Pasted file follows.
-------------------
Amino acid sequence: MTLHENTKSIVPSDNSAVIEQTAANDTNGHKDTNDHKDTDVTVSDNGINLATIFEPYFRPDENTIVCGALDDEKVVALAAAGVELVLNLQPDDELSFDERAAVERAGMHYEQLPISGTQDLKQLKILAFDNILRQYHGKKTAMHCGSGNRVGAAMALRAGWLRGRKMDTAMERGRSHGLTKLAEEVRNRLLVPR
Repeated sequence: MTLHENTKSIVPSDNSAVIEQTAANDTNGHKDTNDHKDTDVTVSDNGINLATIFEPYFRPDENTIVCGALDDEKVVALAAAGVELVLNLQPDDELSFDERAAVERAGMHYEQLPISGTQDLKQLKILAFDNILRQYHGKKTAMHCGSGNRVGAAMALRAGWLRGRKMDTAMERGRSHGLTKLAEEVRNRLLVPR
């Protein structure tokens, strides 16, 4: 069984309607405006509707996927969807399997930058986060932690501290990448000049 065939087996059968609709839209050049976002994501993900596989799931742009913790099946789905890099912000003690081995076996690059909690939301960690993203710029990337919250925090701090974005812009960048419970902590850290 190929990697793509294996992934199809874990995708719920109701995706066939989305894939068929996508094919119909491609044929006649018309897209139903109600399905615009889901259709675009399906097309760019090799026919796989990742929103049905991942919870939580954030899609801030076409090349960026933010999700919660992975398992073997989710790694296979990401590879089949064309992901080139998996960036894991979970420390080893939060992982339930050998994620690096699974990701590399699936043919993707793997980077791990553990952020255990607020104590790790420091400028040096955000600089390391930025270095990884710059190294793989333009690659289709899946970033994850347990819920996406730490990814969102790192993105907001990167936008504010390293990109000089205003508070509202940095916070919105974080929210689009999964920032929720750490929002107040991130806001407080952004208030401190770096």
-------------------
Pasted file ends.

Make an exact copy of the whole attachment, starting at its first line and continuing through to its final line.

Amino acid sequence: MTLHENTKSIVPSDNSAVIEQTAANDTNGHKDTNDHKDTDVTVSDNGINLATIFEPYFRPDENTIVCGALDDEKVVALAAAGVELVLNLQPDDELSFDERAAVERAGMHYEQLPISGTQDLKQLKILAFDNILRQYHGKKTAMHCGSGNRVGAAMALRAGWLRGRKMDTAMERGRSHGLTKLAEEVRNRLLVPR
Repeated sequence: MTLHENTKSIVPSDNSAVIEQTAANDTNGHKDTNDHKDTDVTVSDNGINLATIFEPYFRPDENTIVCGALDDEKVVALAAAGVELVLNLQPDDELSFDERAAVERAGMHYEQLPISGTQDLKQLKILAFDNILRQYHGKKTAMHCGSGNRVGAAMALRAGWLRGRKMDTAMERGRSHGLTKLAEEVRNRLLVPR
């Protein structure tokens, strides 16, 4: 069984309607405006509707996927969807399997930058986060932690501290990448000049 065939087996059968609709839209050049976002994501993900596989799931742009913790099946789905890099912000003690081995076996690059909690939301960690993203710029990337919250925090701090974005812009960048419970902590850290 190929990697793509294996992934199809874990995708719920109701995706066939989305894939068929996508094919119909491609044929006649018309897209139903109600399905615009889901259709675009399906097309760019090799026919796989990742929103049905991942919870939580954030899609801030076409090349960026933010999700919660992975398992073997989710790694296979990401590879089949064309992901080139998996960036894991979970420390080893939060992982339930050998994620690096699974990701590399699936043919993707793997980077791990553990952020255990607020104590790790420091400028040096955000600089390391930025270095990884710059190294793989333009690659289709899946970033994850347990819920996406730490990814969102790192993105907001990167936008504010390293990109000089205003508070509202940095916070919105974080929210689009999964920032929720750490929002107040991130806001407080952004208030401190770096």